(Please note: the names and locations of all parties have been changed to protect the confidentiality of the proceedings.)
Our power over excessive damages exists only when the facts are such that the excess appears as a matter of law, or is such as to suggest at first blush, passion, prejudice, or corruption on the part of the jury, (citations omitted.) Practically, the trial court must bear the whole responsibility in every case. (Bond v. United Railroads (1911) 159 Cal. 270, 286 [113 P. 366].)
The trial judge had an opportunity to review the evidence in this case at the time of the hearing on the motion for new trial. We have also independently reviewed the evidence.
The mere fact that the judgment is large does not validate an appellant’s claim that the verdict is the result of passion or prejudice of the jury. Each case must be determined on its own facts. It is only in a case where the amount of the award of general damages is so disproportionate to the injuries suffered that the result reached may be said to shock the conscience, that an appellate court will step in and reverse a judgment because of greatly excessive or grossly inadequate general damages. (Daggett v. Atchison. T. & S.F. Ry. Co., (1957) 48 Cal.2d 655, 666 [313 P.2d 557, 64 A.L.R.2d 1283].)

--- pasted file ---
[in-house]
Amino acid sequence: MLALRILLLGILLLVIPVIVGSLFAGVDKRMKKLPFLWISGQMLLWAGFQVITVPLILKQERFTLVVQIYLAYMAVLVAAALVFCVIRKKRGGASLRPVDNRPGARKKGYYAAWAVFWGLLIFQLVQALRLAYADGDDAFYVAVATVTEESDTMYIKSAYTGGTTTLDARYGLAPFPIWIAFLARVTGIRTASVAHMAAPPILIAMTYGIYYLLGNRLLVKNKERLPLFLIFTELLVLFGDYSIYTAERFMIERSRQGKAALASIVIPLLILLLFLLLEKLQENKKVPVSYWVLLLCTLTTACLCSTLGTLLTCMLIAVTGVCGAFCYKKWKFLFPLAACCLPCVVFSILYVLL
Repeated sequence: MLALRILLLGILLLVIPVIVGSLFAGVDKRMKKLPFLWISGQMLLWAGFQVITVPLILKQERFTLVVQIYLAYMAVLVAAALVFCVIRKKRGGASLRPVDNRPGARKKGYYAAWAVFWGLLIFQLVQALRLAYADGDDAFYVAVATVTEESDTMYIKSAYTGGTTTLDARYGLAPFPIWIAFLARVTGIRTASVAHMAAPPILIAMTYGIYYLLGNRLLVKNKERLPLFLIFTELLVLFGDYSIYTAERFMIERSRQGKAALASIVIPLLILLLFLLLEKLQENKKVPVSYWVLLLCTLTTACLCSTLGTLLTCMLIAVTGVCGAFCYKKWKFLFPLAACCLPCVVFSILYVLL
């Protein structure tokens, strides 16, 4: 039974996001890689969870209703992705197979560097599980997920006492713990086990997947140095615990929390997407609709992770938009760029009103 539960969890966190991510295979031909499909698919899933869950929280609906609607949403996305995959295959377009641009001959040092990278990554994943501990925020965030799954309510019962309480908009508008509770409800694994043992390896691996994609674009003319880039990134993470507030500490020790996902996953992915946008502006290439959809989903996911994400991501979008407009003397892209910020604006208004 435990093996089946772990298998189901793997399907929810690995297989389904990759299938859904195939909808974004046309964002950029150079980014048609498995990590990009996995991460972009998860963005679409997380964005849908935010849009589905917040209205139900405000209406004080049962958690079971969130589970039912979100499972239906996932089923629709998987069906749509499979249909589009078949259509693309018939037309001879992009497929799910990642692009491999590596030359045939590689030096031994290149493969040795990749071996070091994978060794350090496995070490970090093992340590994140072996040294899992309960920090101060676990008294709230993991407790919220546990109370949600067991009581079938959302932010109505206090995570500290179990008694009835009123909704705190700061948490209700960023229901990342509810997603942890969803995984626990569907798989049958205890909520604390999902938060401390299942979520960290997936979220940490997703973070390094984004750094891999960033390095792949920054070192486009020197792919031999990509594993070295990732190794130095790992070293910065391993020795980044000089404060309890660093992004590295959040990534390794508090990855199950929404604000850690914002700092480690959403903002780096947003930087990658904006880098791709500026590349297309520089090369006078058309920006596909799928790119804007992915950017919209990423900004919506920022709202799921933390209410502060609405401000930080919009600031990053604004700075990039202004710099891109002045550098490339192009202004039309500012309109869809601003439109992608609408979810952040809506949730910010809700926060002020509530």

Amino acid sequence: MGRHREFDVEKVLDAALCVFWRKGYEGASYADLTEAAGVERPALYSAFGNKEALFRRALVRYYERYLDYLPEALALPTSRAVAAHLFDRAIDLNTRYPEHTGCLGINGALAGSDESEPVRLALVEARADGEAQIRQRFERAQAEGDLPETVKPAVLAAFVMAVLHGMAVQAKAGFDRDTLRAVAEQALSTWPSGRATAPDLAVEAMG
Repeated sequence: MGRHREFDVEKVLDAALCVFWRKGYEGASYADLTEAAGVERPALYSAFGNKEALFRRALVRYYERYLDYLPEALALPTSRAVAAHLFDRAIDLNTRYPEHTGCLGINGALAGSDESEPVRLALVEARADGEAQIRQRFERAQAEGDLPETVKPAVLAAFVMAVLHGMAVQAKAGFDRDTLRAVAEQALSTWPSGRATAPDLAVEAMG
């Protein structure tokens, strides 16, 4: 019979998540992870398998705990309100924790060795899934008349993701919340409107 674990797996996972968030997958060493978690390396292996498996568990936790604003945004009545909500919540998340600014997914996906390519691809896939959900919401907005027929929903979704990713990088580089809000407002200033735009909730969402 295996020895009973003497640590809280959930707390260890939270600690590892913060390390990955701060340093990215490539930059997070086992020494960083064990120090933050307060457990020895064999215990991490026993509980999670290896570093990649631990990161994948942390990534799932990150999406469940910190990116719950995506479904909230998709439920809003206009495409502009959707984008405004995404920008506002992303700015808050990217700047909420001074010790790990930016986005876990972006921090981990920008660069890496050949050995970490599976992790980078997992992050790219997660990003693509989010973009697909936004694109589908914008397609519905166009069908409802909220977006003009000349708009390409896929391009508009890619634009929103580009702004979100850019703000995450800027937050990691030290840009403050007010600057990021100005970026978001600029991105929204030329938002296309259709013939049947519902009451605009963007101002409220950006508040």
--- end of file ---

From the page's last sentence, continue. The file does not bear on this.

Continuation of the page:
That result which requires reversal should clearly appear from the record. We are unable to say, as a matter of law, that the judgment in this case is so excessive as to warrant us in interfering with the finding of the jury. Di Rosario, Id. @ 1239.
Jury misconduct may result in excessive damages and support a remittitur. That was the situation in Tramell v. McDonnell Douglas Corp., (1984) 163 Cal.App.3d 157, 171 [209 Cal.Rptr. 427], where the trial judge concluded damages were excessive based on juror declarations stating that the plaintiff’s counsel would receive 33% of what we awarded to Mrs. Tramell and her children…. (Id. at p. 163. Fn.2.) Tramell held use of a remittitur is a permissible procedure…. There is no legal or logical impediment to the trial judge’s decision that juror misconduct was an objective fact which improperly influenced the verdict herein. (Id. at p. 171.) (See Part 6 of 9.)
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